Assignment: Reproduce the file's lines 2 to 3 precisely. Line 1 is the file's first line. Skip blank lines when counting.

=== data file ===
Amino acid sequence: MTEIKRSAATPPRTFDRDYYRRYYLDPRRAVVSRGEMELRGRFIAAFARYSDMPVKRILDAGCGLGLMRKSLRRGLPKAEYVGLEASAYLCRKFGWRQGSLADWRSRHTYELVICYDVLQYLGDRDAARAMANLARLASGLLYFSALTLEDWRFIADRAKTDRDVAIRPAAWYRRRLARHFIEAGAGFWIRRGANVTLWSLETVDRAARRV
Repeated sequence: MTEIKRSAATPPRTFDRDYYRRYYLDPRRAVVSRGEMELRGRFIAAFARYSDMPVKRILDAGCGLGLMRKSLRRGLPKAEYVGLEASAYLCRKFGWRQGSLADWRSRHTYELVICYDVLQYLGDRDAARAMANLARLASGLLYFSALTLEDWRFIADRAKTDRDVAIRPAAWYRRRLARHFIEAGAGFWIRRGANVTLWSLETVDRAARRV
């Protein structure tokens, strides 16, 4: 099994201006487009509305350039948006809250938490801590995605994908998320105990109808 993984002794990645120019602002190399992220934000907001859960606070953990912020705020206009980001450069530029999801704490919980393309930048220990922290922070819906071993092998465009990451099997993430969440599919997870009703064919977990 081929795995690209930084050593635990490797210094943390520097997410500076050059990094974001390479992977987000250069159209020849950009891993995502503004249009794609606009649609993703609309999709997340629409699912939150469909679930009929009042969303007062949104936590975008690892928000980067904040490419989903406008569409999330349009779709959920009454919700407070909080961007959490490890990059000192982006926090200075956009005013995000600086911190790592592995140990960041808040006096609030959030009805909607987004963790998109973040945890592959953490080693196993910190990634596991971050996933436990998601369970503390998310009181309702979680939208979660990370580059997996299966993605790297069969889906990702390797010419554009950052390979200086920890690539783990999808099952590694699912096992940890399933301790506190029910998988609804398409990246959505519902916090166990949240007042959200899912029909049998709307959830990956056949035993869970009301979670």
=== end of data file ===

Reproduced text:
Repeated sequence: MTEIKRSAATPPRTFDRDYYRRYYLDPRRAVVSRGEMELRGRFIAAFARYSDMPVKRILDAGCGLGLMRKSLRRGLPKAEYVGLEASAYLCRKFGWRQGSLADWRSRHTYELVICYDVLQYLGDRDAARAMANLARLASGLLYFSALTLEDWRFIADRAKTDRDVAIRPAAWYRRRLARHFIEAGAGFWIRRGANVTLWSLETVDRAARRV
């Protein structure tokens, strides 16, 4: 099994201006487009509305350039948006809250938490801590995605994908998320105990109808 993984002794990645120019602002190399992220934000907001859960606070953990912020705020206009980001450069530029999801704490919980393309930048220990922290922070819906071993092998465009990451099997993430969440599919997870009703064919977990 081929795995690209930084050593635990490797210094943390520097997410500076050059990094974001390479992977987000250069159209020849950009891993995502503004249009794609606009649609993703609309999709997340629409699912939150469909679930009929009042969303007062949104936590975008690892928000980067904040490419989903406008569409999330349009779709959920009454919700407070909080961007959490490890990059000192982006926090200075956009005013995000600086911190790592592995140990960041808040006096609030959030009805909607987004963790998109973040945890592959953490080693196993910190990634596991971050996933436990998601369970503390998310009181309702979680939208979660990370580059997996299966993605790297069969889906990702390797010419554009950052390979200086920890690539783990999808099952590694699912096992940890399933301790506190029910998988609804398409990246959505519902916090166990949240007042959200899912029909049998709307959830990956056949035993869970009301979670």